Gabrielle Giffords

This weekend, tragedy unfolded when a gunman opened fire in front of a grocery store in Tucson, Ariz. Six people were killed and 14 others were wounded, including U.S. Representative Gabrielle Giffords.

Giffords was the youngest woman ever elected to the Arizona state Senate, and then in 2007 became the third Arizona woman ever to serve in Congress. At that time, she also became Arizona’s first Jewish congresswoman. Raised in an interfaith family, Giffords didn’t always identify as Jewish.

[Giffords' father], Spencer, married outside his faith. Gloria Giffords is a Christian Scientist. The couple say they always encouraged their children to learn about other religions.

“We were kind of neutral,” Spencer Gifford said. “We let them decide for themselves. That’s what Gabby did.”

When his daughter was a state senator in 2001, she traveled to Israel for the first time with the American Jewish Committee on a trip that turned out to be life-changing.

“It just cemented the fact that I wanted to spend more time with my own personal, spiritual growth. I felt very committed to Judaism,” she said. “Religion means different things to different people. It provides me with grounding, a better understanding of who I came from.”

Upon returning from Israel, Giffords introduced legislation, which became law, to help protect the claims of Arizonans seeking unpaid benefits under Holocaust-era insurance policies.

On a personal level, she made contact with Rabbi Stephanie Aaron of the Reform Jewish Congregation Chaverim in Tucson, and began a deeper exploration of both her faith and heritage. She already was technically considered Jewish since the Reform movement of Judaism says that the child of one Jewish parent, mother or father, is presumed to be Jewish. (Read more in a profile in the Arizona Daily Star of Giffords.)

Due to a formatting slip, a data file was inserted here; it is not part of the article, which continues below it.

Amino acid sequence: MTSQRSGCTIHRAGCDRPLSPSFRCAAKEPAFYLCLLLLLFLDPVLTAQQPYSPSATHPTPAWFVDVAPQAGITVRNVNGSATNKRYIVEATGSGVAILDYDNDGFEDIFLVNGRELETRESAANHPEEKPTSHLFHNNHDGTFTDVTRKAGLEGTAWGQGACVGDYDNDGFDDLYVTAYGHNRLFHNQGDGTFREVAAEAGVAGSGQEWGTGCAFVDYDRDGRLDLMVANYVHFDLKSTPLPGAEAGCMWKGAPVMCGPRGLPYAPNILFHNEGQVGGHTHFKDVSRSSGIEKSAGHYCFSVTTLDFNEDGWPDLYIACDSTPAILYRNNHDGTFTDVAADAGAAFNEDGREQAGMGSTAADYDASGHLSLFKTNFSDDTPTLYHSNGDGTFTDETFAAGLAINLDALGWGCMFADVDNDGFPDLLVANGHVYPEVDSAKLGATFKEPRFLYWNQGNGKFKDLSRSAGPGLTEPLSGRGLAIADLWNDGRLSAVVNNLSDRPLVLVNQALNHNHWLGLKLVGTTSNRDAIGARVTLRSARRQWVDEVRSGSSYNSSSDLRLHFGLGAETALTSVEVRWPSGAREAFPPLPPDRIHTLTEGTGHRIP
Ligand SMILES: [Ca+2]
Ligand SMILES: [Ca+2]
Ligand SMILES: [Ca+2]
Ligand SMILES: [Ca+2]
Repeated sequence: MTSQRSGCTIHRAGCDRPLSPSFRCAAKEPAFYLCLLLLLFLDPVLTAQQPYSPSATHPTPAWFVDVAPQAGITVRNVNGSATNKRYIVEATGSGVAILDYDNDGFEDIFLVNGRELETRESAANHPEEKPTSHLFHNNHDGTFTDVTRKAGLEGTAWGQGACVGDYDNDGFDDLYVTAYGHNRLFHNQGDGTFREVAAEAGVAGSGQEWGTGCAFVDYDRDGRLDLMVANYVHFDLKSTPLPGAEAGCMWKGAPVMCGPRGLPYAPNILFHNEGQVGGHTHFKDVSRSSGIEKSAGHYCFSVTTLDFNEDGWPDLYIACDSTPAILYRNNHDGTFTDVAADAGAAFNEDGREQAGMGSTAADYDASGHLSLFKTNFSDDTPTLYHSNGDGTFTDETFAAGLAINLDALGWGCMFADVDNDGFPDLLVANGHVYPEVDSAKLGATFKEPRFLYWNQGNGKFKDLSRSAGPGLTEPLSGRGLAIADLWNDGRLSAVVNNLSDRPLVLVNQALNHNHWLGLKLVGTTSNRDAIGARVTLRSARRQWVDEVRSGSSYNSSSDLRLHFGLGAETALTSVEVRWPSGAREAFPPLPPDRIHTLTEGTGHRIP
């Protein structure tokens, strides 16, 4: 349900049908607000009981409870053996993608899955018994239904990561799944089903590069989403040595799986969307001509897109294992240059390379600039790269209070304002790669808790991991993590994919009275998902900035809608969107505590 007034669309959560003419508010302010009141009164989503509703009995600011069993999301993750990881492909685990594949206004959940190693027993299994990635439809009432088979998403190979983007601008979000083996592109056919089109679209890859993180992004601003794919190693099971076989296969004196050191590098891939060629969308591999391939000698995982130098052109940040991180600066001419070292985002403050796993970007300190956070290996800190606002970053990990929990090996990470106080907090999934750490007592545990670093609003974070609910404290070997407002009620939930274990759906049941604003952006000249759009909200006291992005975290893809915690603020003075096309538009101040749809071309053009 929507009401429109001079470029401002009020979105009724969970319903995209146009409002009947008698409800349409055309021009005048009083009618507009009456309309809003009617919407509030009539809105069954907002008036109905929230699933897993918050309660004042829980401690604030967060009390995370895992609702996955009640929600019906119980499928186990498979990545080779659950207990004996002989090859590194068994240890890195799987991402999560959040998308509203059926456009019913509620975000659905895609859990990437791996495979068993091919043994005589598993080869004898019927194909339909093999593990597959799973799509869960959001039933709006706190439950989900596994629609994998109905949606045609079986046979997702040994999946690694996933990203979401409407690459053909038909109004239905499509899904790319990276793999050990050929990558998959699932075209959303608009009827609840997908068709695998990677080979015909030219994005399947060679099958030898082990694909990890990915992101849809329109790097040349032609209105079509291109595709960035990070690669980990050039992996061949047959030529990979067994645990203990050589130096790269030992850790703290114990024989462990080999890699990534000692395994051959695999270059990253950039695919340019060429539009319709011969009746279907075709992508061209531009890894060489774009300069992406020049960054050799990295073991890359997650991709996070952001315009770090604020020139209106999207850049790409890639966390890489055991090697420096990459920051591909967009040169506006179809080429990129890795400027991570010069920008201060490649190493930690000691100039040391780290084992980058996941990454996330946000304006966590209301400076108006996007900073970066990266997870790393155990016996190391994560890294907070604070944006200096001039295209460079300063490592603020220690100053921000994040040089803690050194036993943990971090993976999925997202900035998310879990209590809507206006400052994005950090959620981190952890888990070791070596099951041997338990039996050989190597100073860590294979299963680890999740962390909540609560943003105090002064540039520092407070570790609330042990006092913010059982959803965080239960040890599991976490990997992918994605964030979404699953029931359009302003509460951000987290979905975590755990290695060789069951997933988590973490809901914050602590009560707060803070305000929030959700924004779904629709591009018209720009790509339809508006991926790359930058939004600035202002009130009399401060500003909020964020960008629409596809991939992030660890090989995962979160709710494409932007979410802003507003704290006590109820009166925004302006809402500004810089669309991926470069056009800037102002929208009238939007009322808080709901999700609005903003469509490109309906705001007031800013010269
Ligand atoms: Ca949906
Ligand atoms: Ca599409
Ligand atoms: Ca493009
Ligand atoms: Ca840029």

We find more about Gifford’s Jewish heritage in the Forward:

Giffords’ Jewish roots run deep. As the Forward reported back in 2006, her paternal grandfather, the son of a Lithuanian rabbi, was born Akiba Hornstein. He changed his name, first to Gifford Hornstien and later to Gifford Giffords, apparently to shield himself from anti-Semitism out West.

“I was raised not to really talk about my religious beliefs,” Giffords said, in an interview with Jewish Woman magazine. “Going to Israel was an experience that made me realize there were lots of people out there who shared my beliefs and values and spoke about them openly.”

She is also among five members of Congress to serve on United States Holocaust Memorial Council.

We wish her an easy and fast recovery, while her husband says, “There is little that we can do but pray for those who are struggling,” Giffords included.

Our condolences go out to the families and friends of the victims: Christina Taylor Greene, 9; Dorothy Morris, 76; John Roll, 63, U.S. District Judge; Phyllis Scheck, 79; Dorwin Stoddard, 76; and Gabe Zimmerman, 30, director of community outreach for Giffords. May their memories be for blessing.

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2 thoughts on “Gabrielle Giffords

  1. I find this post a bit strange. The Clinton/Mezvinsky wedding was an interfaith story. Same with the anticipated Portman wedding.  Same with the articles on interfaithfamily.com about various interfaith and children of interfaith celebrities.

    But in this case, Giffords’ name only comes up because of the tragedy. Her interfaith background is incidental to the real story of the tragedy. In fact, unlike other “famous interfaith people” stories that appear here, Giffords’ background has absolutely nothing to do with what happened.  Her interfaith background is only being reported here because she was tragically shot. But reading the story, one might get the opposite impression – paragraphs and paragraphs about her interfaith background, with a brief sentence at the very end wishing her an easy and fast recovery. Although I imagine it’s not what the author intended, one could get the impression that the tragedy becomes the “excuse” to talk about her interfaith background. Again, I’m sure that’s not what was intended, but given the lopsided nature of what was written (interfaith background vs. the actual tragedy), I wonder if posting it this way was in the best taste.

  2. Harold, thanks for your comment. I’m hoping our [url=http://www.interfaithfamily.com/smf/index.php?article=4052]latest blog post, A Shame That It Takes a Tragedy[/url], will further explain my motives in blogging about Rep. Giffords yesterday.

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